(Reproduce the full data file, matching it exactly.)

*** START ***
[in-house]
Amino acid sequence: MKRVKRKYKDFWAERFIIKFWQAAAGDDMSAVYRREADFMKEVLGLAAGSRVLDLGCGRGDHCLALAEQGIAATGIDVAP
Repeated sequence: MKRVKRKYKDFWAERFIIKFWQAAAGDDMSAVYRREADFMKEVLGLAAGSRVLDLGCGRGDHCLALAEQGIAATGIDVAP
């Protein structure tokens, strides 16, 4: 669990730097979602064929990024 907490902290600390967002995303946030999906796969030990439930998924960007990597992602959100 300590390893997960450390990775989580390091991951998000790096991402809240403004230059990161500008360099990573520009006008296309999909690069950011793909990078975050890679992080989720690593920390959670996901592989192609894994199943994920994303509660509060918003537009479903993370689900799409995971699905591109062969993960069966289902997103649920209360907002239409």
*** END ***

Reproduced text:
[in-house]
Amino acid sequence: MKRVKRKYKDFWAERFIIKFWQAAAGDDMSAVYRREADFMKEVLGLAAGSRVLDLGCGRGDHCLALAEQGIAATGIDVAP
Repeated sequence: MKRVKRKYKDFWAERFIIKFWQAAAGDDMSAVYRREADFMKEVLGLAAGSRVLDLGCGRGDHCLALAEQGIAATGIDVAP
């Protein structure tokens, strides 16, 4: 669990730097979602064929990024 907490902290600390967002995303946030999906796969030990439930998924960007990597992602959100 300590390893997960450390990775989580390091991951998000790096991402809240403004230059990161500008360099990573520009006008296309999909690069950011793909990078975050890679992080989720690593920390959670996901592989192609894994199943994920994303509660509060918003537009479903993370689900799409995971699905591109062969993960069966289902997103649920209360907002239409």